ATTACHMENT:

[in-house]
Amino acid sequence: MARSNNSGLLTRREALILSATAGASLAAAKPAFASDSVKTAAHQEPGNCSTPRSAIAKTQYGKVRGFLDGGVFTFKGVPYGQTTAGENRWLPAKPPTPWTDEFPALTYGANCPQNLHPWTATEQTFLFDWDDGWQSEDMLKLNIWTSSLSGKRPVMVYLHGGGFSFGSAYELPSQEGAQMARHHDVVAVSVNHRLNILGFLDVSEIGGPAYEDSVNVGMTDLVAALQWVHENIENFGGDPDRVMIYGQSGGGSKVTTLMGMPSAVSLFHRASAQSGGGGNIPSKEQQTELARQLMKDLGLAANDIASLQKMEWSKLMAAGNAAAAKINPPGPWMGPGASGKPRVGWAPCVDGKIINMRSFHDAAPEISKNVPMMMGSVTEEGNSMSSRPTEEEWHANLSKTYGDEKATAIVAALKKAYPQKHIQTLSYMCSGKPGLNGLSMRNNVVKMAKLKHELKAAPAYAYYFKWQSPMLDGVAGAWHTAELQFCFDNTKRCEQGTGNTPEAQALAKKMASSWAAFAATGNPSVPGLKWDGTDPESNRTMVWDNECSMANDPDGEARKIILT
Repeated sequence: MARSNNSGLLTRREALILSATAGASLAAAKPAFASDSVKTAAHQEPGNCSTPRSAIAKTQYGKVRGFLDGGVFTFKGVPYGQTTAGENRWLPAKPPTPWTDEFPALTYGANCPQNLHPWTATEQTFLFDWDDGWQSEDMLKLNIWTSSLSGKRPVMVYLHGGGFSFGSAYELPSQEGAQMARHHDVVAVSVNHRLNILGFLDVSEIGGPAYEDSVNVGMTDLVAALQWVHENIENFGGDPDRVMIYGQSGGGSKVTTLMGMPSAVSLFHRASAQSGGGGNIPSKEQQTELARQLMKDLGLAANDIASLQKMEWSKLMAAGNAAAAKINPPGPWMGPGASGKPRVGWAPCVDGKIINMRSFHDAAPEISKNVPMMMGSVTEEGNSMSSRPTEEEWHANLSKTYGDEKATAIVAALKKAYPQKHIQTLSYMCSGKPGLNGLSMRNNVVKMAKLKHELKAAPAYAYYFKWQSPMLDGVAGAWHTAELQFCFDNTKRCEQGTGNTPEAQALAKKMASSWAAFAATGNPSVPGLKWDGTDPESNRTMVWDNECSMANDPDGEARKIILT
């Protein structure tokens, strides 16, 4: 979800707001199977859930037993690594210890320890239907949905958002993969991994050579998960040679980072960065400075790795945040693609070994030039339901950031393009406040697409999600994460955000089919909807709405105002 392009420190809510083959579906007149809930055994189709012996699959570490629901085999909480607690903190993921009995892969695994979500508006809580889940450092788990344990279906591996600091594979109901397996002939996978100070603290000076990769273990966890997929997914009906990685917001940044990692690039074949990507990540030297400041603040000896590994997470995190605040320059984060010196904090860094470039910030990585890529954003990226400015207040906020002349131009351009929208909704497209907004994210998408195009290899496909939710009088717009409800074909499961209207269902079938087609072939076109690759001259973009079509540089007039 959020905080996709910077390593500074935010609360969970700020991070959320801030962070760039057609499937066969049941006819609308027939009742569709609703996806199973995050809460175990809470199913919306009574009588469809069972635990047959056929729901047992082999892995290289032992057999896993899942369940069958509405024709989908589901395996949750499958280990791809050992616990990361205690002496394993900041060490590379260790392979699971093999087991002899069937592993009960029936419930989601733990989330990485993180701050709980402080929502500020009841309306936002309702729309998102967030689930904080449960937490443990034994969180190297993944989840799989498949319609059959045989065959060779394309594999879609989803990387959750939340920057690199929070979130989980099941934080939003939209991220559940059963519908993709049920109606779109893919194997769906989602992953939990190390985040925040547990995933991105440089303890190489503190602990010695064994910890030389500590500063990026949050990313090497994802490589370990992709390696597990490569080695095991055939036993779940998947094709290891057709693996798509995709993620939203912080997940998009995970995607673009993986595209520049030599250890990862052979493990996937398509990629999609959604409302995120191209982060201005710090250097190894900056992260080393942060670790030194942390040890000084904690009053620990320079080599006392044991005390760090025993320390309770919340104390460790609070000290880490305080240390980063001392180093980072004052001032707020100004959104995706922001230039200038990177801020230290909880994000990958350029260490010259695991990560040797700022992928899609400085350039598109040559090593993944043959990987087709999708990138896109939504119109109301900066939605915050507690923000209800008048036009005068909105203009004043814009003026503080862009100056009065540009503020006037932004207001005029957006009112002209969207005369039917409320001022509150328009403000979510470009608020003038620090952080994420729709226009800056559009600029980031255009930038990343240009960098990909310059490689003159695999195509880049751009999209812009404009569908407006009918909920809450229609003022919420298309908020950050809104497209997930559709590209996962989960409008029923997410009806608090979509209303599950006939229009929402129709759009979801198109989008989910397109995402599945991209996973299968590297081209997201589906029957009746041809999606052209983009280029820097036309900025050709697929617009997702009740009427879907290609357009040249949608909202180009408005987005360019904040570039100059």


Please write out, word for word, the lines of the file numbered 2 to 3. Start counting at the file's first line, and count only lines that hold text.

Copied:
Amino acid sequence: MARSNNSGLLTRREALILSATAGASLAAAKPAFASDSVKTAAHQEPGNCSTPRSAIAKTQYGKVRGFLDGGVFTFKGVPYGQTTAGENRWLPAKPPTPWTDEFPALTYGANCPQNLHPWTATEQTFLFDWDDGWQSEDMLKLNIWTSSLSGKRPVMVYLHGGGFSFGSAYELPSQEGAQMARHHDVVAVSVNHRLNILGFLDVSEIGGPAYEDSVNVGMTDLVAALQWVHENIENFGGDPDRVMIYGQSGGGSKVTTLMGMPSAVSLFHRASAQSGGGGNIPSKEQQTELARQLMKDLGLAANDIASLQKMEWSKLMAAGNAAAAKINPPGPWMGPGASGKPRVGWAPCVDGKIINMRSFHDAAPEISKNVPMMMGSVTEEGNSMSSRPTEEEWHANLSKTYGDEKATAIVAALKKAYPQKHIQTLSYMCSGKPGLNGLSMRNNVVKMAKLKHELKAAPAYAYYFKWQSPMLDGVAGAWHTAELQFCFDNTKRCEQGTGNTPEAQALAKKMASSWAAFAATGNPSVPGLKWDGTDPESNRTMVWDNECSMANDPDGEARKIILT
Repeated sequence: MARSNNSGLLTRREALILSATAGASLAAAKPAFASDSVKTAAHQEPGNCSTPRSAIAKTQYGKVRGFLDGGVFTFKGVPYGQTTAGENRWLPAKPPTPWTDEFPALTYGANCPQNLHPWTATEQTFLFDWDDGWQSEDMLKLNIWTSSLSGKRPVMVYLHGGGFSFGSAYELPSQEGAQMARHHDVVAVSVNHRLNILGFLDVSEIGGPAYEDSVNVGMTDLVAALQWVHENIENFGGDPDRVMIYGQSGGGSKVTTLMGMPSAVSLFHRASAQSGGGGNIPSKEQQTELARQLMKDLGLAANDIASLQKMEWSKLMAAGNAAAAKINPPGPWMGPGASGKPRVGWAPCVDGKIINMRSFHDAAPEISKNVPMMMGSVTEEGNSMSSRPTEEEWHANLSKTYGDEKATAIVAALKKAYPQKHIQTLSYMCSGKPGLNGLSMRNNVVKMAKLKHELKAAPAYAYYFKWQSPMLDGVAGAWHTAELQFCFDNTKRCEQGTGNTPEAQALAKKMASSWAAFAATGNPSVPGLKWDGTDPESNRTMVWDNECSMANDPDGEARKIILT